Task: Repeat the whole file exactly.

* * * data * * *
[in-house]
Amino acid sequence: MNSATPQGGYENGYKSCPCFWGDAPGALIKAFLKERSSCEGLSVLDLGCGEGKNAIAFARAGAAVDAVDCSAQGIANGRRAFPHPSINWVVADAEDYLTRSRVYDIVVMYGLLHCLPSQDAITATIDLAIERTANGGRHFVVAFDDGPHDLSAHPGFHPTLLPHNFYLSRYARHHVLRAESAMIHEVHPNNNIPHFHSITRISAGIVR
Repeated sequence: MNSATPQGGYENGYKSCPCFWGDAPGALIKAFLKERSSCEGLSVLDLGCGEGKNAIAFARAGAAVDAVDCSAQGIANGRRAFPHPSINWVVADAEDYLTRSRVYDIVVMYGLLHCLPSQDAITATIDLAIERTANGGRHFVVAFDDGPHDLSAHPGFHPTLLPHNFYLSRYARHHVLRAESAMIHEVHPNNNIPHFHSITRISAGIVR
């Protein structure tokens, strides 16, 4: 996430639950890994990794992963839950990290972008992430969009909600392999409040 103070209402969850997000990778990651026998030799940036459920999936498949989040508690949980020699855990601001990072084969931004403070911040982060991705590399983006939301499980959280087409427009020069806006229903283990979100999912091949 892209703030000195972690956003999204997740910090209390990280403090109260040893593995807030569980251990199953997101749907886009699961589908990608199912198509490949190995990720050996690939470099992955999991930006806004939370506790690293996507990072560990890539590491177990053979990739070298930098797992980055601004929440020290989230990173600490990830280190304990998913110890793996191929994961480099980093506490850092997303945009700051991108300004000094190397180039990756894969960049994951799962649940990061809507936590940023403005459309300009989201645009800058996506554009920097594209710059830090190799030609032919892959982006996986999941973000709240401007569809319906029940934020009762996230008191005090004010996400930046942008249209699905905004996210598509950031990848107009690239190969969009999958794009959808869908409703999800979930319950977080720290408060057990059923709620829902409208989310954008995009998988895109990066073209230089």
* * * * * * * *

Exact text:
[in-house]
Amino acid sequence: MNSATPQGGYENGYKSCPCFWGDAPGALIKAFLKERSSCEGLSVLDLGCGEGKNAIAFARAGAAVDAVDCSAQGIANGRRAFPHPSINWVVADAEDYLTRSRVYDIVVMYGLLHCLPSQDAITATIDLAIERTANGGRHFVVAFDDGPHDLSAHPGFHPTLLPHNFYLSRYARHHVLRAESAMIHEVHPNNNIPHFHSITRISAGIVR
Repeated sequence: MNSATPQGGYENGYKSCPCFWGDAPGALIKAFLKERSSCEGLSVLDLGCGEGKNAIAFARAGAAVDAVDCSAQGIANGRRAFPHPSINWVVADAEDYLTRSRVYDIVVMYGLLHCLPSQDAITATIDLAIERTANGGRHFVVAFDDGPHDLSAHPGFHPTLLPHNFYLSRYARHHVLRAESAMIHEVHPNNNIPHFHSITRISAGIVR
């Protein structure tokens, strides 16, 4: 996430639950890994990794992963839950990290972008992430969009909600392999409040 103070209402969850997000990778990651026998030799940036459920999936498949989040508690949980020699855990601001990072084969931004403070911040982060991705590399983006939301499980959280087409427009020069806006229903283990979100999912091949 892209703030000195972690956003999204997740910090209390990280403090109260040893593995807030569980251990199953997101749907886009699961589908990608199912198509490949190995990720050996690939470099992955999991930006806004939370506790690293996507990072560990890539590491177990053979990739070298930098797992980055601004929440020290989230990173600490990830280190304990998913110890793996191929994961480099980093506490850092997303945009700051991108300004000094190397180039990756894969960049994951799962649940990061809507936590940023403005459309300009989201645009800058996506554009920097594209710059830090190799030609032919892959982006996986999941973000709240401007569809319906029940934020009762996230008191005090004010996400930046942008249209699905905004996210598509950031990848107009690239190969969009999958794009959808869908409703999800979930319950977080720290408060057990059923709620829902409208989310954008995009998988895109990066073209230089």